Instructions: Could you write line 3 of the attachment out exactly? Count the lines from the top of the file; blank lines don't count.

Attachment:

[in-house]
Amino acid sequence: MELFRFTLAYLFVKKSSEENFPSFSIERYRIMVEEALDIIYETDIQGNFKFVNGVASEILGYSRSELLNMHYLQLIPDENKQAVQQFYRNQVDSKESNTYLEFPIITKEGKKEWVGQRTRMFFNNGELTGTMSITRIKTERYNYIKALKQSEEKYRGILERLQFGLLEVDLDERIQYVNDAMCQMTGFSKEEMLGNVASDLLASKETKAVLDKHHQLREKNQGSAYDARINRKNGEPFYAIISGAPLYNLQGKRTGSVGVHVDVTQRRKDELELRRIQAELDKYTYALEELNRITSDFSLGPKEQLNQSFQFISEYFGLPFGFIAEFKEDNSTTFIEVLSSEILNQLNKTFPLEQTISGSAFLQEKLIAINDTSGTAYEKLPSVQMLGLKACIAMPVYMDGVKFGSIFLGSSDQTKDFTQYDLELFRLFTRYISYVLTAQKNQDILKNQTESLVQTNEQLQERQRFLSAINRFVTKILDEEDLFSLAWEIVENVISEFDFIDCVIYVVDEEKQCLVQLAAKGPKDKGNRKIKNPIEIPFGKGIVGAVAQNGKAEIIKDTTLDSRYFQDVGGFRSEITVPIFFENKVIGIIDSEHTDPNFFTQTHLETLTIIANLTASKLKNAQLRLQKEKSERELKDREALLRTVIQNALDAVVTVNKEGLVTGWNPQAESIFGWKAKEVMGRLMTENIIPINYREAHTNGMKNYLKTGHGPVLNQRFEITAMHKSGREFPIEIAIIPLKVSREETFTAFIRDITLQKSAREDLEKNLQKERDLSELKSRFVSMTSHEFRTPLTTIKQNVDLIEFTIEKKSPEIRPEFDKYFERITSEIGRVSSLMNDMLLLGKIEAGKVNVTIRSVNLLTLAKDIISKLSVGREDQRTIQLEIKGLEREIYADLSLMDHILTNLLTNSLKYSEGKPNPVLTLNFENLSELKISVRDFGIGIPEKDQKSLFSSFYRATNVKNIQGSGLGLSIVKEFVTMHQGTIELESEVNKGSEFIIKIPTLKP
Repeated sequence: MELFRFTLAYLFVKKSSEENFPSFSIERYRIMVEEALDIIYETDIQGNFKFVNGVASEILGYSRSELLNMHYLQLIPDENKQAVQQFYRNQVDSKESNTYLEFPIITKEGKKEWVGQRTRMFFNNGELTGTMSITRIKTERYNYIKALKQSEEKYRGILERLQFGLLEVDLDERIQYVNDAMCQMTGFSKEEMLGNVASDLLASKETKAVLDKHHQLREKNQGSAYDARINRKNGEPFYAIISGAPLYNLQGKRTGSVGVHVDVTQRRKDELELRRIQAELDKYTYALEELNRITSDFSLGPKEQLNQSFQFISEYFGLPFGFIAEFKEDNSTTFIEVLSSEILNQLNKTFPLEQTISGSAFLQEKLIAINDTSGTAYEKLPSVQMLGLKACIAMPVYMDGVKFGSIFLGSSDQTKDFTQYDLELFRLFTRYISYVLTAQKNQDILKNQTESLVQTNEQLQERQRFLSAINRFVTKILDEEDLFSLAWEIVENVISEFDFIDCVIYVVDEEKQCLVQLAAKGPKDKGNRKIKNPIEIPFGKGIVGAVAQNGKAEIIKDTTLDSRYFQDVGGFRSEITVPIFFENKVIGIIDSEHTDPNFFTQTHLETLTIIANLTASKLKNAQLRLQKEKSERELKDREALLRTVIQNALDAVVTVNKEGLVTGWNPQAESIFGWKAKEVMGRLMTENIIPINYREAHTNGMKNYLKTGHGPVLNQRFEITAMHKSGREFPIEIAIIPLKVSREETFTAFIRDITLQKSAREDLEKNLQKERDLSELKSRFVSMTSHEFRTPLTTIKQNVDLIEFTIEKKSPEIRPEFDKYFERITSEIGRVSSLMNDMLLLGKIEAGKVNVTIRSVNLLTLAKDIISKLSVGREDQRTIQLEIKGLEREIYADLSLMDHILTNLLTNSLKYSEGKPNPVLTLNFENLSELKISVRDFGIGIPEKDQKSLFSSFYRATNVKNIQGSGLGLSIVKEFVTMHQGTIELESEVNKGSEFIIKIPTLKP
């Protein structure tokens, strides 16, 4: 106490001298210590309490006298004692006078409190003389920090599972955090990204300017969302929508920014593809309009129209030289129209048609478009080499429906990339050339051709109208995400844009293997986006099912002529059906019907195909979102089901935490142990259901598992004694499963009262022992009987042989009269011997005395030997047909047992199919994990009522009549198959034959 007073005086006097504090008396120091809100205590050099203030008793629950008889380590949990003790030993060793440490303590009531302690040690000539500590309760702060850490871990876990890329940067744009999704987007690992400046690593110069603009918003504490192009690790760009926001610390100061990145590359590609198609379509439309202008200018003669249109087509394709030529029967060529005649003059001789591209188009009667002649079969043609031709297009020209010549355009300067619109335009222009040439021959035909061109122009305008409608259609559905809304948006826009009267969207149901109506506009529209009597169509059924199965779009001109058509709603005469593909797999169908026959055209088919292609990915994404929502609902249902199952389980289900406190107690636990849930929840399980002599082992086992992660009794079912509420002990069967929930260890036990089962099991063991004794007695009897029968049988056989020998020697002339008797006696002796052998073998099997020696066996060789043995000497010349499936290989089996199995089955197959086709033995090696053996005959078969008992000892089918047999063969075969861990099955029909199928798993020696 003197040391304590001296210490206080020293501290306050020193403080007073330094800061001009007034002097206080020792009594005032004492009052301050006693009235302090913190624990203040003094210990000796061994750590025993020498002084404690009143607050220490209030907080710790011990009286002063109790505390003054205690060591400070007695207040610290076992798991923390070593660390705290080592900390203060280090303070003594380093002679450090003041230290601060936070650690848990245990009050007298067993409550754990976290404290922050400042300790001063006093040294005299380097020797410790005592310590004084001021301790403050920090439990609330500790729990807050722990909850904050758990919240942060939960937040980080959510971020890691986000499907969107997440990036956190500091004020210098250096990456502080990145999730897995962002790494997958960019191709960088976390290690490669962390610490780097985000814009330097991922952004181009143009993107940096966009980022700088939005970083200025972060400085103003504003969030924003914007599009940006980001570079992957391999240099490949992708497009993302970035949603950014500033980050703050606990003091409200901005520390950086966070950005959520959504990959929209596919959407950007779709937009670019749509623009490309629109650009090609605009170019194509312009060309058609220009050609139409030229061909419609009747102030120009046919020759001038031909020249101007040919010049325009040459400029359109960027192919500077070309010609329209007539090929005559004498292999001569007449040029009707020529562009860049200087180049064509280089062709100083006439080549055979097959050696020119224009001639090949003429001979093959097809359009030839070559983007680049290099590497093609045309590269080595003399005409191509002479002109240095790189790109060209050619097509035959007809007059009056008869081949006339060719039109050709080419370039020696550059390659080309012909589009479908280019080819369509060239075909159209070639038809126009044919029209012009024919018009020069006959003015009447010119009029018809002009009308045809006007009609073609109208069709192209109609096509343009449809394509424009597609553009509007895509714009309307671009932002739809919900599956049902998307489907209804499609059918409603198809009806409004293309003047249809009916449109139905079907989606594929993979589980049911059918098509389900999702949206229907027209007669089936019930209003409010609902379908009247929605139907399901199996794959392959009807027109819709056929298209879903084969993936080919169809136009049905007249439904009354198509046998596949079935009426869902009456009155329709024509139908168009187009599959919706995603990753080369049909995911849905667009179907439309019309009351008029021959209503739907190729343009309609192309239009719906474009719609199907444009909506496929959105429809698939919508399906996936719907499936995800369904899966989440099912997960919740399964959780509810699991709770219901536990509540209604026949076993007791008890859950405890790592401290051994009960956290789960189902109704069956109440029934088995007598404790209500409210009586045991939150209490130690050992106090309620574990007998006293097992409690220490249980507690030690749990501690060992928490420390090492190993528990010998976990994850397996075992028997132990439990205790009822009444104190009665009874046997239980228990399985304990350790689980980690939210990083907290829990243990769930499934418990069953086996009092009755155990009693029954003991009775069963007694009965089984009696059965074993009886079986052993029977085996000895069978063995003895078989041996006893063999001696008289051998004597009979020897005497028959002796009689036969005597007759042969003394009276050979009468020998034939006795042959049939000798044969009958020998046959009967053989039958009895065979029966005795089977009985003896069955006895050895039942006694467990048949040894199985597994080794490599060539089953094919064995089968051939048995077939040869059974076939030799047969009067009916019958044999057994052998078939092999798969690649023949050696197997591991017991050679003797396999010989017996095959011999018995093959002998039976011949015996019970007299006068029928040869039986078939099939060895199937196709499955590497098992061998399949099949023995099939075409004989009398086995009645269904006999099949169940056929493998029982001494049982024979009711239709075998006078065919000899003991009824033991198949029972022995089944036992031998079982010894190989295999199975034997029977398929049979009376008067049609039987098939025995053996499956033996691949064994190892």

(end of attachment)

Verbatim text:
Repeated sequence: MELFRFTLAYLFVKKSSEENFPSFSIERYRIMVEEALDIIYETDIQGNFKFVNGVASEILGYSRSELLNMHYLQLIPDENKQAVQQFYRNQVDSKESNTYLEFPIITKEGKKEWVGQRTRMFFNNGELTGTMSITRIKTERYNYIKALKQSEEKYRGILERLQFGLLEVDLDERIQYVNDAMCQMTGFSKEEMLGNVASDLLASKETKAVLDKHHQLREKNQGSAYDARINRKNGEPFYAIISGAPLYNLQGKRTGSVGVHVDVTQRRKDELELRRIQAELDKYTYALEELNRITSDFSLGPKEQLNQSFQFISEYFGLPFGFIAEFKEDNSTTFIEVLSSEILNQLNKTFPLEQTISGSAFLQEKLIAINDTSGTAYEKLPSVQMLGLKACIAMPVYMDGVKFGSIFLGSSDQTKDFTQYDLELFRLFTRYISYVLTAQKNQDILKNQTESLVQTNEQLQERQRFLSAINRFVTKILDEEDLFSLAWEIVENVISEFDFIDCVIYVVDEEKQCLVQLAAKGPKDKGNRKIKNPIEIPFGKGIVGAVAQNGKAEIIKDTTLDSRYFQDVGGFRSEITVPIFFENKVIGIIDSEHTDPNFFTQTHLETLTIIANLTASKLKNAQLRLQKEKSERELKDREALLRTVIQNALDAVVTVNKEGLVTGWNPQAESIFGWKAKEVMGRLMTENIIPINYREAHTNGMKNYLKTGHGPVLNQRFEITAMHKSGREFPIEIAIIPLKVSREETFTAFIRDITLQKSAREDLEKNLQKERDLSELKSRFVSMTSHEFRTPLTTIKQNVDLIEFTIEKKSPEIRPEFDKYFERITSEIGRVSSLMNDMLLLGKIEAGKVNVTIRSVNLLTLAKDIISKLSVGREDQRTIQLEIKGLEREIYADLSLMDHILTNLLTNSLKYSEGKPNPVLTLNFENLSELKISVRDFGIGIPEKDQKSLFSSFYRATNVKNIQGSGLGLSIVKEFVTMHQGTIELESEVNKGSEFIIKIPTLKP